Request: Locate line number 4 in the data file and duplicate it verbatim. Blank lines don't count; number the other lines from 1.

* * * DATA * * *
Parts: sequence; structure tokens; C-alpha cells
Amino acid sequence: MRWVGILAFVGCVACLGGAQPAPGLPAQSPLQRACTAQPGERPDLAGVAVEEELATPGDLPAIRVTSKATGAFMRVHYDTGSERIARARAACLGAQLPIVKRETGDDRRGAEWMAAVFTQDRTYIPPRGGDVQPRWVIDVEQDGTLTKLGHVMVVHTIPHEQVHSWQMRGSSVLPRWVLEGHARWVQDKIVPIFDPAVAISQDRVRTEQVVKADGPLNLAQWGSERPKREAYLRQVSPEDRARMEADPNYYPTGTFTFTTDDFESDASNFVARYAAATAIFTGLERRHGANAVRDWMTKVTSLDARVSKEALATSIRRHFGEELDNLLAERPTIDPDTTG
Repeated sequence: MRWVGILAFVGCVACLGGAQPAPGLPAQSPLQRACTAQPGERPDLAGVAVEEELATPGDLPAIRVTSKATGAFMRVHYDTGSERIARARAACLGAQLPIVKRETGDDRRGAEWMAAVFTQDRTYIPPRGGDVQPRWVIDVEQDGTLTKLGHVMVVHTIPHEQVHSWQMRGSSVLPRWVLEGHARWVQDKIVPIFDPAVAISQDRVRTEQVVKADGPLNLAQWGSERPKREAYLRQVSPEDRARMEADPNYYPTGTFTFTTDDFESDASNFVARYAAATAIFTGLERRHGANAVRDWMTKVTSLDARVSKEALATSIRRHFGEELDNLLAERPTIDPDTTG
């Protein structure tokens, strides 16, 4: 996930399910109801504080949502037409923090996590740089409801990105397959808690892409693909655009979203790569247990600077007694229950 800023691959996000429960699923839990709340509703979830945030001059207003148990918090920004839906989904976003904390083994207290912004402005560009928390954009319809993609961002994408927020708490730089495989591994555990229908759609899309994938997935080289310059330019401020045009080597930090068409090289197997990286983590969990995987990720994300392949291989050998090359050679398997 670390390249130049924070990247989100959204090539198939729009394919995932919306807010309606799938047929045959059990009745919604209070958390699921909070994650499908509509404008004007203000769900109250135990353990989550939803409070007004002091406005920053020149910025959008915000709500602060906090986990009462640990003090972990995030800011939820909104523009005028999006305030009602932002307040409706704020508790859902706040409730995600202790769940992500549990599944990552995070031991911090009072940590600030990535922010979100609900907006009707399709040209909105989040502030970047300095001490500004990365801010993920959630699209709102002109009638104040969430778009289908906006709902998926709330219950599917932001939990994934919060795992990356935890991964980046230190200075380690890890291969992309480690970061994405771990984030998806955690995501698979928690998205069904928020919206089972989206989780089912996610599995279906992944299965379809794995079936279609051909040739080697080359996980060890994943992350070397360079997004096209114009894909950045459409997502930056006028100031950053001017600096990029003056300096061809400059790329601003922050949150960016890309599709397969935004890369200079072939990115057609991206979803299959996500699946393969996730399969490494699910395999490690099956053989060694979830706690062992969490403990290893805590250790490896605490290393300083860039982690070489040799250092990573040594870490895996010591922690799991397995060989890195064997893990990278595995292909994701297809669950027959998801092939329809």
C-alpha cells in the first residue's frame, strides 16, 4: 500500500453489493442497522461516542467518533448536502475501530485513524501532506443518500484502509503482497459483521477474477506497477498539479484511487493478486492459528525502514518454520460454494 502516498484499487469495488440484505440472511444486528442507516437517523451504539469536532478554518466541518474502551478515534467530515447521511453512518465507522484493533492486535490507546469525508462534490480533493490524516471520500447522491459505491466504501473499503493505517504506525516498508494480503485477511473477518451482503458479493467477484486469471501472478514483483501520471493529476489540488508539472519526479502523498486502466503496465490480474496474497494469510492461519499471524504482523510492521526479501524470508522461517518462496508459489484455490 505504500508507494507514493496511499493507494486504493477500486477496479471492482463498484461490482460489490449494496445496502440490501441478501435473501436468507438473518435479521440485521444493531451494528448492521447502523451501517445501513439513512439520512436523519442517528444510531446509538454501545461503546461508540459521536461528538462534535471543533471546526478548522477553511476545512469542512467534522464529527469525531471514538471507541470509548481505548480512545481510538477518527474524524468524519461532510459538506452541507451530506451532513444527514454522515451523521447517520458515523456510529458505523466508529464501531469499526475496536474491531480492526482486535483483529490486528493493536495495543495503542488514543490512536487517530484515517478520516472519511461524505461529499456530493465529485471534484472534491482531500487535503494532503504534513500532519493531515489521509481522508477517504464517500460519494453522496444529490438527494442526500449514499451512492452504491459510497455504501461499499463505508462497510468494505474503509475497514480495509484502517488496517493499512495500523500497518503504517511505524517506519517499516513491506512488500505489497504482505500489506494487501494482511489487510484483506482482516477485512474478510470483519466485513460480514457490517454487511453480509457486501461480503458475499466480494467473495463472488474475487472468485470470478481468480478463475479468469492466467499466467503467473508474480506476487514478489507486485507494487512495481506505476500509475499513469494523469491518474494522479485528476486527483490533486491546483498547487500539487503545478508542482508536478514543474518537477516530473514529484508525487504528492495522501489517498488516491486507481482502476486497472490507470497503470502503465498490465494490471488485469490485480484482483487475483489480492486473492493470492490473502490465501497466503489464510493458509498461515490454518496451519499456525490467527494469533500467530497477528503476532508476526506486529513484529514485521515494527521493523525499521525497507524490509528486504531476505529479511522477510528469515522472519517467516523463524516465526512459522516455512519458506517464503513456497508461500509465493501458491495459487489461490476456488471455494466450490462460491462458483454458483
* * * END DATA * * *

């Protein structure tokens, strides 16, 4: 996930399910109801504080949502037409923090996590740089409801990105397959808690892409693909655009979203790569247990600077007694229950 800023691959996000429960699923839990709340509703979830945030001059207003148990918090920004839906989904976003904390083994207290912004402005560009928390954009319809993609961002994408927020708490730089495989591994555990229908759609899309994938997935080289310059330019401020045009080597930090068409090289197997990286983590969990995987990720994300392949291989050998090359050679398997 670390390249130049924070990247989100959204090539198939729009394919995932919306807010309606799938047929045959059990009745919604209070958390699921909070994650499908509509404008004007203000769900109250135990353990989550939803409070007004002091406005920053020149910025959008915000709500602060906090986990009462640990003090972990995030800011939820909104523009005028999006305030009602932002307040409706704020508790859902706040409730995600202790769940992500549990599944990552995070031991911090009072940590600030990535922010979100609900907006009707399709040209909105989040502030970047300095001490500004990365801010993920959630699209709102002109009638104040969430778009289908906006709902998926709330219950599917932001939990994934919060795992990356935890991964980046230190200075380690890890291969992309480690970061994405771990984030998806955690995501698979928690998205069904928020919206089972989206989780089912996610599995279906992944299965379809794995079936279609051909040739080697080359996980060890994943992350070397360079997004096209114009894909950045459409997502930056006028100031950053001017600096990029003056300096061809400059790329601003922050949150960016890309599709397969935004890369200079072939990115057609991206979803299959996500699946393969996730399969490494699910395999490690099956053989060694979830706690062992969490403990290893805590250790490896605490290393300083860039982690070489040799250092990573040594870490895996010591922690799991397995060989890195064997893990990278595995292909994701297809669950027959998801092939329809």